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Case Study 58 – Cancellation of a bad-faith trade mark registration in the Philippines


An Indonesian citizen engaged in the manufacture, production and sale of knapsack sprayers in the Philippines and Indonesia was using the  trade mark. On 25 July 2006, this individual filed trade mark application No. 4-2006-008112  for sprayers in class 8 of the International (Nice) Classification of Goods and Services with the Intellectual Property Office of the Philippines (IPOPHL). Registration was granted for this trade mark on 25 June 2007.

Action taken

After discovering the existence of registered trade mark  in a local newspaper, Tien Hung Agro-Industrial Corporation (Tien Hung Company) filed a petition for the cancellation of trade mark registration No. 4-2006-008112  on 11 May 2010. In its petition, Tien Hung Company requested the cancellation of the trade mark registration for various reasons. Firstly, Tien Hung Company alleged that they were the true and rightful owner of the trade mark (which was adopted in 1977 for its manufacturing business and continuously used since then). Secondly, they claimed that the trade mark registration was fraudulently obtained by an individual applicant (the Petitioner) who was not entitled to register the trade mark (as a junior user thereof). Thirdly, Tien Hung Company holds several trade marks protecting both ‘TH’ and ‘TUNG HO’, and, notably, filed trade mark application No. 4-2010-004532 on 27 April 2010 (covering agricultural sprayers in class 8). Lastly, Tien Hung Company added that the trade mark registration in question was harming its business and its reputation in Indonesia. The petition was filed alongside a long list of evidence (28 exhibits).





On 28 September 2010, the Petitioner filed a response to the cancellation petition, alleging that Tien Hung Company was not the true and actual owner of the ‘TUNG HO’ trade mark. The Petitioner also claimed that he was the true and rightful owner of the trade mark due to his real, actual and absolute use of it as an owner, and because he was the first one to file an application for the trade mark in the Philippines. The response also sought to dismiss each allegation made by Tien Hung Company and was supported by a long list of evidence (12 exhibits).


After the review of the appropriate records, and an evaluation of both parties’ arguments and evidence, the Director of the Bureau of Legal Affairs (BLA) ruled in favour of Tien Hung Company and ordered the cancellation of trade mark registration No. 4-2006-008112 . In its decision, the BLA stated that the registered trade mark was confusingly similar to the trade marks owned by Tien Hung Company and that the Petitioner had no right to register ‘TUNG HO’ as a trade mark, nor any trademark including these words. The BLA also examined all the evidence filed by each party and ruled that the trade mark ‘TUNG HO’ had been used in the Philippines by Tien Hung Company long time before the individual applicant decided to file a trade mark application.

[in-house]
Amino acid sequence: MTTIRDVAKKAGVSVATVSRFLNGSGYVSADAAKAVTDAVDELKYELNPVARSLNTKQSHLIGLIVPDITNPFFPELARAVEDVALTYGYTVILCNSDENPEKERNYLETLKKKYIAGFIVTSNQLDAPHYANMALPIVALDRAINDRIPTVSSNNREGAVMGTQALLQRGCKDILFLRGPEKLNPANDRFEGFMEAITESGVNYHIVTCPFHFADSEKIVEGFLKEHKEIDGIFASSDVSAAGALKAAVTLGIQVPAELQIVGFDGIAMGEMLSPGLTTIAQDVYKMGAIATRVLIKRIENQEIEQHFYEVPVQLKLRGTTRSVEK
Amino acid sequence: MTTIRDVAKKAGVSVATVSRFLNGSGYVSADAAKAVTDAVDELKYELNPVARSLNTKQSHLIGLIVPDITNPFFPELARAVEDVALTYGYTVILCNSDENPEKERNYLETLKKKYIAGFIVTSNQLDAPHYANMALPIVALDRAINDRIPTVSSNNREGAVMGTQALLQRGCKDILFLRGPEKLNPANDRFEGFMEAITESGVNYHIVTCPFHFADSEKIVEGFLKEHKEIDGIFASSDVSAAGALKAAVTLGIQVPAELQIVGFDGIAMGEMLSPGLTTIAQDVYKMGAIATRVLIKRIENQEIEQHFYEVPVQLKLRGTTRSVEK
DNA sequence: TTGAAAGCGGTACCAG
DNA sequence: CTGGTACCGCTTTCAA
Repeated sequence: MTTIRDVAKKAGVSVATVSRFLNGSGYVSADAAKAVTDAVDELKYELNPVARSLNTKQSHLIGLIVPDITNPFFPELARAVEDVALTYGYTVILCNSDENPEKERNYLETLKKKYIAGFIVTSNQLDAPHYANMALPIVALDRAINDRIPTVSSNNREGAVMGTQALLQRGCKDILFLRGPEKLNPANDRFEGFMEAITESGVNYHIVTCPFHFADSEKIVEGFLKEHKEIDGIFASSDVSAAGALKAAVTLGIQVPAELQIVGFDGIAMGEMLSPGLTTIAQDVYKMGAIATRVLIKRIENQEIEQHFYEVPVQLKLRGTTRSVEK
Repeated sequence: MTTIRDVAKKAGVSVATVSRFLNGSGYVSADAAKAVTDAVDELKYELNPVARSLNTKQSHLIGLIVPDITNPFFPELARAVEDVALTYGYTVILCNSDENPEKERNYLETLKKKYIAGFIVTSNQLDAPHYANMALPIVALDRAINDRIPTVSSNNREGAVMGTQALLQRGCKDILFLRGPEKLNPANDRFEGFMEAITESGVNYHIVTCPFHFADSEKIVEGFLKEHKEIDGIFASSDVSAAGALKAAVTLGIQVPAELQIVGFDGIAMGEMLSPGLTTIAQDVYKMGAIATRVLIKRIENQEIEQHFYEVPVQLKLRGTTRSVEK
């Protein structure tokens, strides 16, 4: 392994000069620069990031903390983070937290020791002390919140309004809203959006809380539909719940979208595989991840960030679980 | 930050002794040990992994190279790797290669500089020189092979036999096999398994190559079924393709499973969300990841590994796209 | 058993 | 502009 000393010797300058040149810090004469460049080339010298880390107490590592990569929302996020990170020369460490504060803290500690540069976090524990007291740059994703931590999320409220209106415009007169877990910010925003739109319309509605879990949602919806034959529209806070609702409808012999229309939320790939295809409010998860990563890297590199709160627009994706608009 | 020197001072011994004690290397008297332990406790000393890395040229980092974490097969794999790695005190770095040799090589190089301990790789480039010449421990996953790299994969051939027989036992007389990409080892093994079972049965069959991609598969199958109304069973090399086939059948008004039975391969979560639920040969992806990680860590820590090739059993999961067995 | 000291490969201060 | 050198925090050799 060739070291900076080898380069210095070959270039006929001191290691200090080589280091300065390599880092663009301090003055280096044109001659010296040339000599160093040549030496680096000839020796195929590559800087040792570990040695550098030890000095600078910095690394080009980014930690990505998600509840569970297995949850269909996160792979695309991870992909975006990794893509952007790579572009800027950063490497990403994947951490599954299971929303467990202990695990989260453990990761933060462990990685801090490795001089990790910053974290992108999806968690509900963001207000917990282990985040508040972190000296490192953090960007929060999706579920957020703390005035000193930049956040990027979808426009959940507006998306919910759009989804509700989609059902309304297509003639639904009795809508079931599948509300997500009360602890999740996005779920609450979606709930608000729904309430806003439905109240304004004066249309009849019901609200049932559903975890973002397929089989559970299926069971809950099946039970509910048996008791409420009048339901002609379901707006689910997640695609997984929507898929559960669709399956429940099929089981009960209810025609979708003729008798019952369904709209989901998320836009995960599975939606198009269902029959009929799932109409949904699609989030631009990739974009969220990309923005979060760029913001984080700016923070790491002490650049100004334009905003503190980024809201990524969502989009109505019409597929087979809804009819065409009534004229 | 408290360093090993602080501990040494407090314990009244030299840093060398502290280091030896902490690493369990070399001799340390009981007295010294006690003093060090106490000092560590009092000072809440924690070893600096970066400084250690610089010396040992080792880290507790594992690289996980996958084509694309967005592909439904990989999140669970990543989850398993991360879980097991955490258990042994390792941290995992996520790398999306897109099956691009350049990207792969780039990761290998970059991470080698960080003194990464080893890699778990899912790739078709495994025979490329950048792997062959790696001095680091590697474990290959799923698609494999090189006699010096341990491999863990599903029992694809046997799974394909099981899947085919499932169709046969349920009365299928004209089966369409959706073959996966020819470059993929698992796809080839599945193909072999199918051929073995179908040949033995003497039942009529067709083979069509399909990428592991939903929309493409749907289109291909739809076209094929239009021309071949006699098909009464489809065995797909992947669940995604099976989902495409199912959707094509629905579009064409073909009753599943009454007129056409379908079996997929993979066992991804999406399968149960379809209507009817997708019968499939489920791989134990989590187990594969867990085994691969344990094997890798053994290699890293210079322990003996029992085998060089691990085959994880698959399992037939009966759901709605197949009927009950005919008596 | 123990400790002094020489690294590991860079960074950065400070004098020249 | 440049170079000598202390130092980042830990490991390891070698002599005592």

The Petitioner decided to keep fighting the case and filed an appeal, first before the Director General of the IPOPHL and then before the Court of Appeals. Both appeals were unsuccessful and the cancellation of trade mark registration No. 4-2006-008112  was reconfirmed twice. Despite the Petitioner’s claims, the Court of Appeals recognised that even though Tien Hung Company was merely the importer, seller and distributor of the goods bearing the ‘TUNG HO’ trade mark in the Philippines, they had the necessary legal standing to file the petition for cancellation.

Lessons learnt

Bad-faith trade mark registration occurs when a third party (for example, a trade mark squatter or local company) intentionally registers a trade mark that is either identical or confusingly similar to the existing trade mark of a different third party (the official owner). The intention behind this behaviour is to benefit from the reputation and brand created by the official owner, without their prior authorisation or consent. Unfortunately, this is quite a common issue in South-East Asia (SEA) and SMEs are strongly advised to regularly monitor trade mark databases and the internet (especially new websites and social media channels) in order to detect potential infringements. The early detection of suspicious activity should enable you to undertake the appropriate action in a timely manner.

Anyone (even a mere importer, seller or distributor of goods) that believes the registration of a trade mark is harming (or will harm) their interests is allowed to file a petition for the cancellation of a registered trade mark in the Philippines. If you are facing the same issue, please contact the SEA IP SME Helpdesk for some initial advice, or directly contact a local IP expert who will be able to legally represent you.